New Madera history book brings surprises

For The Madera Tribune Madera Sketchbook by author Lawrence F. Lihosit.


History comes in all shapes and sizes, and they all appeal to me. I particularly enjoy the four or five standard histories of Fresno and Madera County. I say standard because they all follow a similar chronological format.

Last week, however, I was introduced to a work of history that is truly unique. It is entitled, “Madera Sketchbook,” and the author is Lawrence F. Lihosit.

When I first saw the book, I was taken aback. It had over 120 scenes from all over Madera, but there were no photographs. It consisted exclusively of drawings, each with a cutline.

Lihosit apparently had roamed Madera and its environs looking for scenes that he could make come alive. He moved from the country to the city with ease as he drew harvest time on Avenue 12, Lee’s Concrete on Pine Street, and Starbucks on Avenue 16.

He has kids playing at James Monroe School and a taco wagon on D Street. He has even caught my friend Wayne Boren playing his guitar at Country Waffles.

Lihosit’s work has added a brand new dimension of interpreting Madera’s past to our local collections. He has captured us as we were at the dawn of the twenty-first century. As he says, “This book is a simple statement about what Madera, California momentarily looked like.”

“Madera Sketchbook” struck me so forcefully that I had to find out more about its author. Who was this man who came here and drew our town?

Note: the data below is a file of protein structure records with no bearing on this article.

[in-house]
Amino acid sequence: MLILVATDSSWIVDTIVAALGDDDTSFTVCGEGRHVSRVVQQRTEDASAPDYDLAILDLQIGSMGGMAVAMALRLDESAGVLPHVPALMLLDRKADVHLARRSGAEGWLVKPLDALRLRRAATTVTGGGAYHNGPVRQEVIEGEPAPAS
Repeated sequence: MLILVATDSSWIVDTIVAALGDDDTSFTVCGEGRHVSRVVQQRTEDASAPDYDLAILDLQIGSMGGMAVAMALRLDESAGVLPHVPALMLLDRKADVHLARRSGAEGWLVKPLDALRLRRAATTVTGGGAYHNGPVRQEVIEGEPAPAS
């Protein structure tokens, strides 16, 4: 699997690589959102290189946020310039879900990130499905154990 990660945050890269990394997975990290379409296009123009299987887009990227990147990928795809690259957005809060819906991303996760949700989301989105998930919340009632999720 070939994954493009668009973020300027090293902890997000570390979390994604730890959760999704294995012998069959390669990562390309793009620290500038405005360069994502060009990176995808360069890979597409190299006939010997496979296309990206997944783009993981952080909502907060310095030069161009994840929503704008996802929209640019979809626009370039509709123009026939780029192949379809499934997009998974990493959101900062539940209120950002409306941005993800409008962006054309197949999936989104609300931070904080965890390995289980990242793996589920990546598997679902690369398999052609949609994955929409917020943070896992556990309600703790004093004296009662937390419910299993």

Well, one thing is for sure, he is not a novice. This is his 12th book, and each of them has fascinating titles. “Jesus was Arrested in Mexico City and missed the Wedding” is one that has certainly piqued my interest. I hope it is still in print.

Lawrence Lihosit was born in Chicago in 1951, where he started school. At the age of 12, his family moved to Arizona where he completed grammar school, high school, and undergraduate studies at Arizona State University. Later he completed coursework for a Masters degree in Urban planning at la Universidad Autonoma de Mexico in Mexico City.

He has studied creative writing, drawing, painting and etching at Skyline College in San Bruno and earned a teaching credential from Fresno State. Before retiring, he was an urban planner in Alaska, Arizona, California, Honduras, and Mexico.

Lihosit has been described as a travel writer, and his books bear this out. His “Slackers Confession: Essays and Sketches” includes about 150 ink drawings depicting places and people all over Latin America, North America, and Central and South America.

His travels have taken him from the salmon spawning Nushagak River Basin in Alaska to the fertile Argentine Pampas.

Lihosit’s artistic talent is accompanied by a pleasant sense of humor. When asked how he determined what scenes in Madera to draw, he responded, “It was done with an ancient, secret code only known to artists.”

Likewise, when asked which of his books is his favorite, Lihosit claimed it was the “next one.”

Lihosit and his family moved to Madera in 1995. After earning his teaching credential, he worked in local schools as a substitute for 2 1/2 years. Since then he as donated a considerable number of hours volunteering at James Monroe School.

Lihosit considers Madera Sketchbook to be a time capsule of sorts for the next generation. The book has been reduced in price to $9.99. It is available at Madera Mail Drop, 1625 Howard Road and on-line through books. Copies will also be available at the Madera County Library for Authors’ Day on April 28th (Saturday) from 11 a.m. to 3 p.m.

Why not come on out and meet our latest local author?